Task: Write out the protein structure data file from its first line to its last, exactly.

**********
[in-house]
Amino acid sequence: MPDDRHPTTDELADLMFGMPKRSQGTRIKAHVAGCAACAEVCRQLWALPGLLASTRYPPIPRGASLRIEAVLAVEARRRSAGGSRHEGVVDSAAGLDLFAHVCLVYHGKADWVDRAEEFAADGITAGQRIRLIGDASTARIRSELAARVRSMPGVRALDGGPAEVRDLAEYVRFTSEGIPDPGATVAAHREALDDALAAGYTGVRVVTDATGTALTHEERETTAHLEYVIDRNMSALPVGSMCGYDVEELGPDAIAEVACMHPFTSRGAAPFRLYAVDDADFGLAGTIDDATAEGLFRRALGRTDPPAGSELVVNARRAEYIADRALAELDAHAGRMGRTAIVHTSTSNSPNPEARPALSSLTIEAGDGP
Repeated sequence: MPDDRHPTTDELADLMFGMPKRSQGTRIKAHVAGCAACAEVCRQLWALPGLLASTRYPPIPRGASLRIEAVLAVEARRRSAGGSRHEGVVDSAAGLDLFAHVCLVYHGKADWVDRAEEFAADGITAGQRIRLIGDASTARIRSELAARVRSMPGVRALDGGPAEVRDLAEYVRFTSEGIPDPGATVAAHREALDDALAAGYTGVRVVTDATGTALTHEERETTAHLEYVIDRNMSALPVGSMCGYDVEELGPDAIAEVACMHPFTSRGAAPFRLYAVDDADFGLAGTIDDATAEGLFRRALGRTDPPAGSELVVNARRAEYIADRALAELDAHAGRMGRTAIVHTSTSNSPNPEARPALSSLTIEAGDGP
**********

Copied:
[in-house]
Amino acid sequence: MPDDRHPTTDELADLMFGMPKRSQGTRIKAHVAGCAACAEVCRQLWALPGLLASTRYPPIPRGASLRIEAVLAVEARRRSAGGSRHEGVVDSAAGLDLFAHVCLVYHGKADWVDRAEEFAADGITAGQRIRLIGDASTARIRSELAARVRSMPGVRALDGGPAEVRDLAEYVRFTSEGIPDPGATVAAHREALDDALAAGYTGVRVVTDATGTALTHEERETTAHLEYVIDRNMSALPVGSMCGYDVEELGPDAIAEVACMHPFTSRGAAPFRLYAVDDADFGLAGTIDDATAEGLFRRALGRTDPPAGSELVVNARRAEYIADRALAELDAHAGRMGRTAIVHTSTSNSPNPEARPALSSLTIEAGDGP
Repeated sequence: MPDDRHPTTDELADLMFGMPKRSQGTRIKAHVAGCAACAEVCRQLWALPGLLASTRYPPIPRGASLRIEAVLAVEARRRSAGGSRHEGVVDSAAGLDLFAHVCLVYHGKADWVDRAEEFAADGITAGQRIRLIGDASTARIRSELAARVRSMPGVRALDGGPAEVRDLAEYVRFTSEGIPDPGATVAAHREALDDALAAGYTGVRVVTDATGTALTHEERETTAHLEYVIDRNMSALPVGSMCGYDVEELGPDAIAEVACMHPFTSRGAAPFRLYAVDDADFGLAGTIDDATAEGLFRRALGRTDPPAGSELVVNARRAEYIADRALAELDAHAGRMGRTAIVHTSTSNSPNPEARPALSSLTIEAGDGP